These two organizations are run by the same group of people and serve related causes, dealing with airborne illnesses that are a result of toxic exposure. So we wanted to create logos that would relate to each other. Since we're deep into a logo love affair with Arial Black, we were off to a good start, the other defining characteristic of them both was the concept of rising from the smoke.
For Recover, which is primarily an online resource for health care and public health professionals, the smoke was created with binary code, a series of ones and zeros laid over each other until nearly black at the bottom and light and ethereal at the top. Here the Arial type is filled in with blue sky and clouds, symbolizing the clean breathing that will be the result of physical recovery from exposure. The URL is part of the logo, adding more context to the binary code background.
For the LMPHC, the 'rising from the smoke' concept was paid off with the literal smoke of ground zero in a moving photo taken by Photographer's Mate 2nd Class Jim Watson of the U.S. Navy. (which means it's in the public domain)
This talk fit right in with some of the other marketing trends we've been posting about -- the Smart-growth manifesto and the 'don't advertise, start a movement' movement. He's an entertaining speaker, enjoy.
p.s. It almost seems like we need another word than marketing to describe this new technique of moving the masses. Hmmm. Massvertising, social marketing, group think. Suggestions, anyone?
A few words about bad-vertising: People love bad-vertising. The blogosphere cant' get enough bad-vertising. We love bad-vertising.
A local billboard advertising its proximity to a car dealership showed an enormous head with the headline: "Johnson Ford...just ahead." Bad. Good. So bad it's good? This is the eternal paradox that defines bad-vertising.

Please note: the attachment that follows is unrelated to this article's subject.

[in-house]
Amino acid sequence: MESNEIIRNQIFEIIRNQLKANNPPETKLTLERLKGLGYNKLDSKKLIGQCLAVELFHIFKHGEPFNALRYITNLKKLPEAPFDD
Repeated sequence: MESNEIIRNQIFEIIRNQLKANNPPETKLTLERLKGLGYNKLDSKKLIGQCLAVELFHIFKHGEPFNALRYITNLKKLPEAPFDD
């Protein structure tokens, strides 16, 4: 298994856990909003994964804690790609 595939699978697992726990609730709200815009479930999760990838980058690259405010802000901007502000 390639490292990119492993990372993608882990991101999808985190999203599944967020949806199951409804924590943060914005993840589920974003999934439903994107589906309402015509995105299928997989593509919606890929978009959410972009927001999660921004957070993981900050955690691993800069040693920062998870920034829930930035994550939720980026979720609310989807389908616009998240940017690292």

Years ago, some hot-as-the-dickens agency in Minneapolis did a super-cheesy spot for Easy Spirit dress shoes. It showed an actual game of basketball being played by actual women wearing the actual shoes and sported the not-so-elegant tagline: "Looks like a pump, feels like a sneaker." So bad it's good and supposedly crazy crazy crazy effective -- sales went through the roof. Our old friend and ad pro Stephen Hersh used to say "nothing beats a good product demo" and the Easy Spirit spot's success was certainly proof of that.
Why all this recent rumination on bad-vertising? Behold this spot in the spirit of Rodney "can we all get along" King:
Damn, we love the Casio. Here's a link to the guys who made this spot: http://rhettandlink.com/ make sure you watch the Taco-bell drive through folk-musical, it's very nicely done.
Not sure what kind of a movement or how much of a movement this ad is gonna start, and there's fer sher a zeitgeist of 'movement starting' out there in the ad world and beyond, but we like this spot anyway and love the way it makes it all personal with 4 little words of copy, the last 4 of the spot.
The Bahamas has been advertising again, putting their commercials in the highbrow places we're likely to see them: American Idol, CSI, Celebrity Rehab. We're delighted to see this lovely logo once again. It was created by Duffy and Partners (http://www.duffy.com/) a few years ago and feels fresh as the day it was born. The individual colored circles and shapes represent the 700 islands in the chain of islands that make up the country.